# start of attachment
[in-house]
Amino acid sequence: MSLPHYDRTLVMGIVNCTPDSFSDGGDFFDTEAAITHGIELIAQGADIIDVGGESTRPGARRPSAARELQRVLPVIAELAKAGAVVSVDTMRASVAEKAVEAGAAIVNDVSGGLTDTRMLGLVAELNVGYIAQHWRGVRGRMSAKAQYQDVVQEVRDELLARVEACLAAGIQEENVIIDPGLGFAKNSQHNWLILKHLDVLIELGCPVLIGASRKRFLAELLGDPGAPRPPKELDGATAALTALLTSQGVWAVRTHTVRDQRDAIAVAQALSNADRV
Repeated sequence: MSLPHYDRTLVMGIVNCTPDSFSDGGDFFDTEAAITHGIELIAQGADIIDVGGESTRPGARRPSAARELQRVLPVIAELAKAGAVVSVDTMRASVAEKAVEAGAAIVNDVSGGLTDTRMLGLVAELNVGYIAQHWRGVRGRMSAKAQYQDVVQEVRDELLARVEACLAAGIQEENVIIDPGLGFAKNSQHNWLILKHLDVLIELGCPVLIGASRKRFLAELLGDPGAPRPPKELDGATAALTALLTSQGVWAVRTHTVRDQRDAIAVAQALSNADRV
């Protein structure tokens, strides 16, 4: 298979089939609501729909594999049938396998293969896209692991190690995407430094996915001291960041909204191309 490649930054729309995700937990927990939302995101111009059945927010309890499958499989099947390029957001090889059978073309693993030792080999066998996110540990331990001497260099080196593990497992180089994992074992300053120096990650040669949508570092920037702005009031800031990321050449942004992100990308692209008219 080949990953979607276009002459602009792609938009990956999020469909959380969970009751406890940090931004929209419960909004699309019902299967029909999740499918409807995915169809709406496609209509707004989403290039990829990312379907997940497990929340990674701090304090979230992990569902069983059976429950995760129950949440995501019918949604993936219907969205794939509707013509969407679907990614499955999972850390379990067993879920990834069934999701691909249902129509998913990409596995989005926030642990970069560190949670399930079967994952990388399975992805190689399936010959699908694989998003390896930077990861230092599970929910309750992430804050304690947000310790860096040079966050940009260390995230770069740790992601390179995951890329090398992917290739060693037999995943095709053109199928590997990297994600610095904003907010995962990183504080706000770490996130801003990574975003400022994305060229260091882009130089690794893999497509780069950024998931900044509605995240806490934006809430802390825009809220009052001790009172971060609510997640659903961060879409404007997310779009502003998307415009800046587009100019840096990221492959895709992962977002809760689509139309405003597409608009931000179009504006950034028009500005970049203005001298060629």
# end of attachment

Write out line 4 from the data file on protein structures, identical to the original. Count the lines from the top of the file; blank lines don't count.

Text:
């Protein structure tokens, strides 16, 4: 298979089939609501729909594999049938396998293969896209692991190690995407430094996915001291960041909204191309 490649930054729309995700937990927990939302995101111009059945927010309890499958499989099947390029957001090889059978073309693993030792080999066998996110540990331990001497260099080196593990497992180089994992074992300053120096990650040669949508570092920037702005009031800031990321050449942004992100990308692209008219 080949990953979607276009002459602009792609938009990956999020469909959380969970009751406890940090931004929209419960909004699309019902299967029909999740499918409807995915169809709406496609209509707004989403290039990829990312379907997940497990929340990674701090304090979230992990569902069983059976429950995760129950949440995501019918949604993936219907969205794939509707013509969407679907990614499955999972850390379990067993879920990834069934999701691909249902129509998913990409596995989005926030642990970069560190949670399930079967994952990388399975992805190689399936010959699908694989998003390896930077990861230092599970929910309750992430804050304690947000310790860096040079966050940009260390995230770069740790992601390179995951890329090398992917290739060693037999995943095709053109199928590997990297994600610095904003907010995962990183504080706000770490996130801003990574975003400022994305060229260091882009130089690794893999497509780069950024998931900044509605995240806490934006809430802390825009809220009052001790009172971060609510997640659903961060879409404007997310779009502003998307415009800046587009100019840096990221492959895709992962977002809760689509139309405003597409608009931000179009504006950034028009500005970049203005001298060629």